Voices in Education

Another look at Bias in the SAT
As the debate on a possible SAT bias continues, I want to address two among the many possible issues.

First, is the question of whether the SAT is biased against racial minorities and, particularly against African American students? In other words, are the SAT scores of African American students lower than what we would expect for their White peers of similar ability? To answer this question, psychometric researchers rely on one of the following approaches—differential item functioning (DIF) or differential test functioning (DTF) approach.

From a DIF approach, the two empirical studies published in the Harvard Educational Review (HER) (Freedle, 2003; Santelices & Wilson, 2010), do not portray the SAT as biased. They found that easy items are easier for White students, and that difficult items are easier for African American students. The effects are very small and they seem to cancel one another out.

This leaves the possibility of assessing bias using the DTF approach to explore whether the test can be biased as a whole and in similar ways for all items. The studies published in HER do not focus on this question, and neither do the responses to these studies.

The second issue is whether the SAT measures African American students and White students the same way. It is indeed possible that a test shows DIF without giving a score advantage to one of the groups. From the Freedle and Santelices & Wilson studies published in HER, the answer to the comparability question seems to be no. It would be a problem if the abilities in the two groups are indeed not measured in the same way.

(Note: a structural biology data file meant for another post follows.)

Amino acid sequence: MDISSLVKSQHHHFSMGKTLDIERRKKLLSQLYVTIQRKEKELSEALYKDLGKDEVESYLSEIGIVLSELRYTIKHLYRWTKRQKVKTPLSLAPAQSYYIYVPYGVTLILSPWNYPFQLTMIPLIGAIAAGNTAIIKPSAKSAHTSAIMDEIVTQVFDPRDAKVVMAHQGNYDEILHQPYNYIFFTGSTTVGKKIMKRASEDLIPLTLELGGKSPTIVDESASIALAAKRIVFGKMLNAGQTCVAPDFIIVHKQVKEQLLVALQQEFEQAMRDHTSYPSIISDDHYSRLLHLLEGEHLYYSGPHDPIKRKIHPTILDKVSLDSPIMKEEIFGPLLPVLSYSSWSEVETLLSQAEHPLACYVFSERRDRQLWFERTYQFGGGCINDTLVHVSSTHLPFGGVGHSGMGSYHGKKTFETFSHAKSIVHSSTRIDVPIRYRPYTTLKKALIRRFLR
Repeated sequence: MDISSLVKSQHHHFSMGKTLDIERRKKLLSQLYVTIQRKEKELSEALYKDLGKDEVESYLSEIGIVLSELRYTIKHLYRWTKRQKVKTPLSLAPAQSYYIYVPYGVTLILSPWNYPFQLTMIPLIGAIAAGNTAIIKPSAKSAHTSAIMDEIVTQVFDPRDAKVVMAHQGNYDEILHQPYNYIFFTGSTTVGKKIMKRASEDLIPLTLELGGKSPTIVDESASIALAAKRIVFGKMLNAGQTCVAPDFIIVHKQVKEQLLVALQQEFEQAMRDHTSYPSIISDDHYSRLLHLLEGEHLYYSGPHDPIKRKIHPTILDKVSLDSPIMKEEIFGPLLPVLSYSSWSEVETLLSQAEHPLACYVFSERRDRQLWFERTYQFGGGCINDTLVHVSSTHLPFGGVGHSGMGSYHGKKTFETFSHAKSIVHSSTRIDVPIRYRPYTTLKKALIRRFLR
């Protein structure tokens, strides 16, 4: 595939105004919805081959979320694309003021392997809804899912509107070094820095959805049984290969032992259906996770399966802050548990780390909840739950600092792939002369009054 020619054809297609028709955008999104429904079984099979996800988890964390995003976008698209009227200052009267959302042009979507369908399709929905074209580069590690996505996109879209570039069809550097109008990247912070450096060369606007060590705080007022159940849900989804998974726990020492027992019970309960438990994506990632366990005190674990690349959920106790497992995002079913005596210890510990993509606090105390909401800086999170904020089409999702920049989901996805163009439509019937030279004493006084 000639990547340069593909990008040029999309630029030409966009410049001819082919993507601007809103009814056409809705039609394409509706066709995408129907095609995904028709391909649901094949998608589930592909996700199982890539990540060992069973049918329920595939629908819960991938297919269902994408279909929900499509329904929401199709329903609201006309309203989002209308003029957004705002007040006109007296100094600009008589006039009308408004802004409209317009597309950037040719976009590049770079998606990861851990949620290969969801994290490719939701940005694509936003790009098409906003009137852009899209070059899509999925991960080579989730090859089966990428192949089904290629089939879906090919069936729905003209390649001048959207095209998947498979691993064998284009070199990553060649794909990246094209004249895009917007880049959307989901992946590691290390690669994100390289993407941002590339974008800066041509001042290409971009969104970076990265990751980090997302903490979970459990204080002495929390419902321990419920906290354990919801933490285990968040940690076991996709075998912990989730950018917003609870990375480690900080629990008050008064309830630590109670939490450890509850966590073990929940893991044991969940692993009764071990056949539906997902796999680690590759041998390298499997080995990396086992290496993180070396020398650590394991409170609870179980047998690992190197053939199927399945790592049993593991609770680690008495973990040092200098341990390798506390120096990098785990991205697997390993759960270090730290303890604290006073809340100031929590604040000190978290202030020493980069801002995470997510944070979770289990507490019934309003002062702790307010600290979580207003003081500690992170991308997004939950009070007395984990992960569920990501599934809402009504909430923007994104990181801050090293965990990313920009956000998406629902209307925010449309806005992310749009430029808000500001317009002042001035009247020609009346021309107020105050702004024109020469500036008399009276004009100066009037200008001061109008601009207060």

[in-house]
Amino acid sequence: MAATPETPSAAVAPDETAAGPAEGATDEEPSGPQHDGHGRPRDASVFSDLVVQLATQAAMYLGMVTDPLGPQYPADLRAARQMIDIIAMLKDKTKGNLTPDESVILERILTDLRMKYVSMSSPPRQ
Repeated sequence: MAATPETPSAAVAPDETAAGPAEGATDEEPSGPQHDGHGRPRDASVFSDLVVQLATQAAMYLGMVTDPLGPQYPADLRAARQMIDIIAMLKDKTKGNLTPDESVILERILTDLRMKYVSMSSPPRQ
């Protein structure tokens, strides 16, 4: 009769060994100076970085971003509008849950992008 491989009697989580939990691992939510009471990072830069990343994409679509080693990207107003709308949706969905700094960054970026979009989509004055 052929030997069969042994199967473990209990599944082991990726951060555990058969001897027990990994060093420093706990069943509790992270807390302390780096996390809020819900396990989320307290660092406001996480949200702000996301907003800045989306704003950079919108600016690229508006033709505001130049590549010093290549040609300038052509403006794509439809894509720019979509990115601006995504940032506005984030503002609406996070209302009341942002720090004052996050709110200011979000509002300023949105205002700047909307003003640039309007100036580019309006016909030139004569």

The crucial finding is that item difficulty is correlated with DIF, which I call the DIF/diff correlation. Researchers (Dorans, 2010; Wainer & Skorupski, 2005) who criticize the Freedle and Santelices & Wilson studies are not surprised and agree with the DIF/diff correlation. Dorans (2004) criticized Freedle (2003) for other aspects of his study, not the DIF/diff correlation. Santelices & Wilson (2010) show that the supposed shortcomings of Freedle’s study cannot explain away the DIF/diff correlation in all cases. It seems that it is not the existence of the correlation that is at heart of this debate, but its interpretation.

Freedle (2003, 2010) gives cognitive and cultural explanations. Santelices and Wilson (2010) withhold from an interpretation. Critical authors attribute the correlation to an artifact, though Dorans (2010) does not specify the kind of artifact: “there are good reasons to expect a nonzero correlation with real data (Dorans, in press)”. In addition, Wainer and Skorupski (2005) published an explanation with simulated data from a DIF-free test. There are other possible explanations for why the DIF/diff correlation would appear in a DIF-free test, even when the mean scores of the two groups are not different and even without guessing. In summary, the DIF/diff correlation does not prove DIF, much in the same way that an artifact explanation does not prove that the correlation follows from an artifact. Before drawing any conclusions, the DIF/diff correlation needs to be thoroughly explained and the explanation carefully tested against alternative explanations.

My own conclusions are as follows: First, the SAT does not show bias from a DIF point of view and DTF deserves further study and a further development of its methodology. It would complete the picture regarding possible bias. Second, given its ambiguity, the correlation between difficulty and DIF is perhaps not the best approach to study comparability of what is being measured. Continuing to investigate the correlation between item difficulty and DIF is of great interest, so that we may arrive at understanding of the various possible reasons for this correlation.

About the Author: Paul De Boeck is a professor of psychology and psychometrics at the University of Amsterdam.